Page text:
This method of construction simplified the motherboard design and lowered its cost.

Fortunately, Bill Enders, a member of the RCA team, had left that company and moved on to become a marketing VP at Magnavox in their New York sales offices.

He had been thoroughly impressed with the demonstrations of the Brown Box.

Bill spent much of his time with George Kent and other Magnavox engineers assigned to the project.

Meanwhile, Ralph worked mostly with Bob Fritsche, who had become Magnavox’ Odyssey program manager.

You may also check the Odyssey auctions results to compare the prices over the last few years.

Do not hesitate to contact us if you have any question.

It took until March of 1971—nine months later—for that to happen.

A preliminary agreement was signed between the two companies, Sanders Associates and Magnavox.

- Background (How Ralph Baer built the first video game) - The very first law suit in the history of video games - The Odyssey system (its design) - The Odyssey variants made between 19 - Operation of the Odyssey - Technology of the Odyssey - Shooting Gallery, the Odyssey add-on rifle - Misc Odyssey pictures - How the Odyssey sold in the USA - Odyssey exports and clones - Odyssey information for the collector - Odyssey schematic (original 1TL200BLAK version) - Odyssey Service Manual - Warnings about mistaken Odyssey sales on e Bay - How to date your Odyssey console - Video game history at Sanders Associates (1966-1971) - Odyssey FAQ.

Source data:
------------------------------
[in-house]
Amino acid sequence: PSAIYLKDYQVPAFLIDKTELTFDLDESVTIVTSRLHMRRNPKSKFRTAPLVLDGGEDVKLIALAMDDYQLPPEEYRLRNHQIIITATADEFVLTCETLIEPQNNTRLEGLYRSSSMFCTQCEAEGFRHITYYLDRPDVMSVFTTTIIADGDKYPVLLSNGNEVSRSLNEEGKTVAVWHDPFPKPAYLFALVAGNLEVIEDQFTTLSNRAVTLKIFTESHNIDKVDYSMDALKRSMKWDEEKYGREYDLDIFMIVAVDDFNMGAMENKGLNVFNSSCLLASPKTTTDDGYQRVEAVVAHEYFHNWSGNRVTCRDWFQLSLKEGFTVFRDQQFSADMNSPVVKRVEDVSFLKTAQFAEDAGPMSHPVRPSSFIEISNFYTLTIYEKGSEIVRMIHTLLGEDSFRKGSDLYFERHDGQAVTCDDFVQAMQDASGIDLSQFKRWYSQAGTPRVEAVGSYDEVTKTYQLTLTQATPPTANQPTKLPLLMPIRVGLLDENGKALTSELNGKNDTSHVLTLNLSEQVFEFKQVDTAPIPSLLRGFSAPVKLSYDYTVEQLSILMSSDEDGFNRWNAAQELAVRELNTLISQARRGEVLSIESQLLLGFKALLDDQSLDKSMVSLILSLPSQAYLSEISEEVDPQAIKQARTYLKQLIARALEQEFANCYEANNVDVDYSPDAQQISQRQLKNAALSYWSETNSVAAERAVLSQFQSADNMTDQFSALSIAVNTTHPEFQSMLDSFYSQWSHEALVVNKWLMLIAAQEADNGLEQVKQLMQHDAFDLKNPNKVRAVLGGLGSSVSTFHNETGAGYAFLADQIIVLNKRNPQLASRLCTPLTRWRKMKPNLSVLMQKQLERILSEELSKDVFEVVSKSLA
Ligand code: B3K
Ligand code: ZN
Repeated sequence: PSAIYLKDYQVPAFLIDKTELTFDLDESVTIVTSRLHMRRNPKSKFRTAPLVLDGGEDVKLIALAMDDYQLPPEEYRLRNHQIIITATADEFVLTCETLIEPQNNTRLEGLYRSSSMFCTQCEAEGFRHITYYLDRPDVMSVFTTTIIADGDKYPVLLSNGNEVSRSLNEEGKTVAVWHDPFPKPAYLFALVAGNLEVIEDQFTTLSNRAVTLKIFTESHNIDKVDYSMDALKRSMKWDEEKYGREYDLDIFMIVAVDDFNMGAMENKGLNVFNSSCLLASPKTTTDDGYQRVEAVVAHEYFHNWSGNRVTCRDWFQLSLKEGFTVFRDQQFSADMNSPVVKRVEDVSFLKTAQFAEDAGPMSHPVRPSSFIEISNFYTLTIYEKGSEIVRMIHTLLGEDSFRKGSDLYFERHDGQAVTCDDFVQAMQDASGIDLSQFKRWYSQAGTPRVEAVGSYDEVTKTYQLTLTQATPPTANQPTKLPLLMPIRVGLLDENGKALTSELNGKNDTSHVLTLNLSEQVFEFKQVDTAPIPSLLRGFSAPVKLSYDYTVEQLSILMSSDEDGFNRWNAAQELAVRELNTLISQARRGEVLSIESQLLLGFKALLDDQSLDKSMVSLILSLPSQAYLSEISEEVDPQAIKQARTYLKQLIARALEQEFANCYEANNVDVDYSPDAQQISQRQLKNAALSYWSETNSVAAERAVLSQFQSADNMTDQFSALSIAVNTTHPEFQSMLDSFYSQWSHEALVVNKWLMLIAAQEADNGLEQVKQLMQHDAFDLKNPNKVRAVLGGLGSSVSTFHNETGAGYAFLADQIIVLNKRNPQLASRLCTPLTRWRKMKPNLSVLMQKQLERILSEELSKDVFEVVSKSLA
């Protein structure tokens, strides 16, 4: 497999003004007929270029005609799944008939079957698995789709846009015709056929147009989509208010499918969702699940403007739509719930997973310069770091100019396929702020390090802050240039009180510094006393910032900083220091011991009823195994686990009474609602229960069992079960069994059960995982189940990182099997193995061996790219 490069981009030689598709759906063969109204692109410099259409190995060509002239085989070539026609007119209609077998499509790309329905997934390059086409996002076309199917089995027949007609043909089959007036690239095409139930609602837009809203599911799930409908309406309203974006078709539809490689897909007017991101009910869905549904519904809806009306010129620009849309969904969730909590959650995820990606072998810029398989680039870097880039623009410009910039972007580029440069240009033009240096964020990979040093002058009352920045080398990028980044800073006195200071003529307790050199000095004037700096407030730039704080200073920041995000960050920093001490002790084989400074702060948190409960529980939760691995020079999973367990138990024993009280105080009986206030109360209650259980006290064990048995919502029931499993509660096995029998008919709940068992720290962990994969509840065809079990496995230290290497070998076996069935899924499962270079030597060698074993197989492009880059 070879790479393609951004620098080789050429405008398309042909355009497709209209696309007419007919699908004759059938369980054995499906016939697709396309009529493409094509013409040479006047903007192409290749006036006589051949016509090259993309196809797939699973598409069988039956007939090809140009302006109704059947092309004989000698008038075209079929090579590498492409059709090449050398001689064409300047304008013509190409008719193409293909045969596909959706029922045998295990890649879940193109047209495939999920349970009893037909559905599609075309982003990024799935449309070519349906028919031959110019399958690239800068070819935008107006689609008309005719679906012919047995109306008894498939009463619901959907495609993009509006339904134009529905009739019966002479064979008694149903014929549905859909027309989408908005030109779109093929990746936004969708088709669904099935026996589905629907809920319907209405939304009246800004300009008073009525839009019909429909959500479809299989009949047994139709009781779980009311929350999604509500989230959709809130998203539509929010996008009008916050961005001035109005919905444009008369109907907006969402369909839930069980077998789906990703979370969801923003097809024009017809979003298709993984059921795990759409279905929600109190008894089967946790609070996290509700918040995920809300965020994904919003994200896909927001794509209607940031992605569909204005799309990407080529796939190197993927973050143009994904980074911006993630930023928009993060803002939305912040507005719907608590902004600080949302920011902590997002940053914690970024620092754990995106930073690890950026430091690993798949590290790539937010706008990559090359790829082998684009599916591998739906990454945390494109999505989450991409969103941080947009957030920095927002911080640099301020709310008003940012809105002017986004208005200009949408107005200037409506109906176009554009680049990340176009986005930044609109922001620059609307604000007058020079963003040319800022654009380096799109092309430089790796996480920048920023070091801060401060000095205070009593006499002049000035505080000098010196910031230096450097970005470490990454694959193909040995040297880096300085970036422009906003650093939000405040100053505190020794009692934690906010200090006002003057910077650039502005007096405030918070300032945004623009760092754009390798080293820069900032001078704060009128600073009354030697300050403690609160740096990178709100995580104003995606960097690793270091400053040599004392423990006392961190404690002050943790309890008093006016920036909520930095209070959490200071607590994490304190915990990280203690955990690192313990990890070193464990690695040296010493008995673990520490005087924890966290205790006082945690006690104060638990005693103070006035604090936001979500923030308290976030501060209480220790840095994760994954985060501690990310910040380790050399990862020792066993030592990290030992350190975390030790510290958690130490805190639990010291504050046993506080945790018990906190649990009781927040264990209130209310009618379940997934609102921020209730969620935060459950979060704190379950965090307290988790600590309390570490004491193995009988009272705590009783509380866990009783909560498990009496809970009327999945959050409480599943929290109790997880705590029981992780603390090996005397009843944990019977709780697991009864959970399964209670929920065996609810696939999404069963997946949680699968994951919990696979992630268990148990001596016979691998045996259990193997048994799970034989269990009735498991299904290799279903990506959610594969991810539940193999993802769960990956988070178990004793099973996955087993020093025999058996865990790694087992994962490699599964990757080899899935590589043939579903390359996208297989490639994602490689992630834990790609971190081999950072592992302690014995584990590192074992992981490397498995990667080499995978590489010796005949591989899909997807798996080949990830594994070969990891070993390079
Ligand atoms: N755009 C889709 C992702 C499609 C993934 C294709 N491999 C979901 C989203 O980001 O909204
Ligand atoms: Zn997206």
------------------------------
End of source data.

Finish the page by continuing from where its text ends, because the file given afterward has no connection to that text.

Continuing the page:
- Ralph Baer's biography - The accessories of the Odyssey - Percepts, the free Odyssey add-on game - The extra games of the Odyssey - The Apex-Magnavox 2-in-1 blue card - Schematics of the Odyssey cartridges - The different modules of the Odyssey (circuit boards) - The Odyssey, as sold in France - The German manuals of the Odyssey - Spanish Odyssey clone: Overkal - Argentinian Odyssey clone: Telemach De Panoramic Some sellers happen to propose Odyssey and other Pong games at very (and sometimes extremely) high prices.

When that failed to jumpstart the industry, TV manufacturers (Zenith, Sylvania, GE, Motorola and RCA) were contacted in order to find a licensee.